2. Take that one step further, and (assuming Google implements internal search) not allow that to search my "public" posts either.

None of these truly protect you from a dedicated stalker, but security has never been about "you are secure" versus "you aren't secure". It's a question of what degree of safety you want and what level of pain your willing to put up with to get it. By providing additional options, even the "you can only see it if you log out", you are giving more opportunities to pick the level of security that they require, and making it possible for more people to use the service without having to curtail their activities. In the end, it is not up to pontificators who say "but that's not truly secure" to make the decision, any more than you let someone else tell you how much life insurance to buy. It's a choice the individual has to make based on their circumstances. Google serves us all by presenting a range of options and letting people pick the best fit.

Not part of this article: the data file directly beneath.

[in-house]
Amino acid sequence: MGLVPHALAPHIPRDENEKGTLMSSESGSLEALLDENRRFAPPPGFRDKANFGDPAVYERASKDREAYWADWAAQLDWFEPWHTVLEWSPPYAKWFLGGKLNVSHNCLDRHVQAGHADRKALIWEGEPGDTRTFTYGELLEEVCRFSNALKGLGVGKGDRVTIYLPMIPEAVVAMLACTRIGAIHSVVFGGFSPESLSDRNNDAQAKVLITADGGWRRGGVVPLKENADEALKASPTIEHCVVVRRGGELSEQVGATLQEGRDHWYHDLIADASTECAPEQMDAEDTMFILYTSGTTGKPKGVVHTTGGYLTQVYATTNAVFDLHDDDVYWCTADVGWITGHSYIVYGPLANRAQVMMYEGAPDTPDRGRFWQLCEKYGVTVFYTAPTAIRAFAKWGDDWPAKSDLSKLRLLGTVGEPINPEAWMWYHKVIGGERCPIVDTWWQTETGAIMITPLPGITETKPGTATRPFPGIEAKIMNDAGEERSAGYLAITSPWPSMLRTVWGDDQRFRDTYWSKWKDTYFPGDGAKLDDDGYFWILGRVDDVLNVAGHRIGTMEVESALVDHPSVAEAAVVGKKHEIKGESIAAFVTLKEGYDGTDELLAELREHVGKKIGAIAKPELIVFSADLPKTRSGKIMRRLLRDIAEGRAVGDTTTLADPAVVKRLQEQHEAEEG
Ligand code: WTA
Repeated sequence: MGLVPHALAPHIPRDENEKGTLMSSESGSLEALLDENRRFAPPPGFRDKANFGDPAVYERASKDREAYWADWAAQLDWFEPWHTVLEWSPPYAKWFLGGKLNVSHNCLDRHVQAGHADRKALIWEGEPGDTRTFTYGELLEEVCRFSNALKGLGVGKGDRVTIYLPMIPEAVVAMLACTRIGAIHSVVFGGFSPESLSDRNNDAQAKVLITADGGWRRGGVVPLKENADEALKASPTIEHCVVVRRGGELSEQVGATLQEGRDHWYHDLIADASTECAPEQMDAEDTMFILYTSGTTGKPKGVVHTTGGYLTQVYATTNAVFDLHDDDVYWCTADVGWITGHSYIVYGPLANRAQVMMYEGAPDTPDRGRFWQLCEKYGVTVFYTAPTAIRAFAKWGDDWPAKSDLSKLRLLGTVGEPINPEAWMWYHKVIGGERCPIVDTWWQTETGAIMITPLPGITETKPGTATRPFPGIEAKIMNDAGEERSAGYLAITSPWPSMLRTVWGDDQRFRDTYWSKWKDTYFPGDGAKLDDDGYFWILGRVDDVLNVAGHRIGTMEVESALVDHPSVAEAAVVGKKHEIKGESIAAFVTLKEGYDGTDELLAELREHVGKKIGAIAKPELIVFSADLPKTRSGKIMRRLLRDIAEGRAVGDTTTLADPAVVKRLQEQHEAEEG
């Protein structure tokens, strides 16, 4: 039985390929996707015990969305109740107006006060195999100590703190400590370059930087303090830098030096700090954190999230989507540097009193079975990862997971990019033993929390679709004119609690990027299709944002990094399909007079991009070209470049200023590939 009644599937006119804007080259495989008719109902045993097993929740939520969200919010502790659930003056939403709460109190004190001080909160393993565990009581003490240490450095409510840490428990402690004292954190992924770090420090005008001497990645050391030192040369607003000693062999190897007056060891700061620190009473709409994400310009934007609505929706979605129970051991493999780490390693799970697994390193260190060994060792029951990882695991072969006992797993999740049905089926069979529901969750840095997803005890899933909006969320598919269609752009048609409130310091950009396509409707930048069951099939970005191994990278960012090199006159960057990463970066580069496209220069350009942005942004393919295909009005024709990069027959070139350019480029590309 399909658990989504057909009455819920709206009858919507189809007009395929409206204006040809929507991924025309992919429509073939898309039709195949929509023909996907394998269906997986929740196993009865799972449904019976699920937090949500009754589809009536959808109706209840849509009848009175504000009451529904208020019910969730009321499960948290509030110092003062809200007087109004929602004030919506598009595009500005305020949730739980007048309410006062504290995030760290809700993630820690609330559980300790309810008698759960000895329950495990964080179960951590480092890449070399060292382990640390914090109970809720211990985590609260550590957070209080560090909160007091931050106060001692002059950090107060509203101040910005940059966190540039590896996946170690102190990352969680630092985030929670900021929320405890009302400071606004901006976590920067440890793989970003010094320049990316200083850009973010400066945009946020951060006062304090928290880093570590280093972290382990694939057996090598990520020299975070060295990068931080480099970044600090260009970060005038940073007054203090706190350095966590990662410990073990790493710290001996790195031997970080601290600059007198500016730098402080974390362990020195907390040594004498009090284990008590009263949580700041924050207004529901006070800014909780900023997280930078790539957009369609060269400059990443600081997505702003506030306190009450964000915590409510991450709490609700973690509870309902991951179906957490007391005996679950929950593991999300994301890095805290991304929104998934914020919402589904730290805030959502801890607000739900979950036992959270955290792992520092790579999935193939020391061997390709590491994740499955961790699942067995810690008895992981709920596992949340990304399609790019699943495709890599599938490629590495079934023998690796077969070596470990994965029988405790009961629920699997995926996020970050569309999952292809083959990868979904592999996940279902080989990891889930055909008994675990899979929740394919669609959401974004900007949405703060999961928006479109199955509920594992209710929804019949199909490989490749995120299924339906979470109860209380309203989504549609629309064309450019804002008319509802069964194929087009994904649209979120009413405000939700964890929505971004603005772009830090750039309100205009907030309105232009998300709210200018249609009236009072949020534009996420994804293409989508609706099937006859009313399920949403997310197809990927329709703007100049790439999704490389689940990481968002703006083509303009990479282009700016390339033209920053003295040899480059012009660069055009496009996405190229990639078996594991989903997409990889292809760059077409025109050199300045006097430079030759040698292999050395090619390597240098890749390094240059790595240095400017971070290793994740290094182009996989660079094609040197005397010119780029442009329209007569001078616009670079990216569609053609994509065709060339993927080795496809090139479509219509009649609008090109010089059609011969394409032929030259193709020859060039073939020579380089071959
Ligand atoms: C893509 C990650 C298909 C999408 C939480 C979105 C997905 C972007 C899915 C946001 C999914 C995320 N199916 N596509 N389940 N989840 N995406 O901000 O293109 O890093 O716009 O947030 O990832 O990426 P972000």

P.S. I also have sympathy for Google from a technical standpoint. Allowing post pages to be filtered is going to blow what is right now probably a static cached file. Oh well.
Ritesh Tripathy's profile photoABHISHEK THAKUR's profile photoDre Montiel's profile photoKee Hinckley's profile photo
As +Liz Fong pointed out, blocking logged-in blockees from seeing your posts is not real security at all, because they can simply log out in order to see them -- but IMO that still protects you from comments and forces them to actually log out in order to see them and comment. It's more of a speedbump than an actual barrier, but sometimes that last speedbump can be a helpful, because it also sends the message of 'you are systematically and categorically barred from seeing this user.'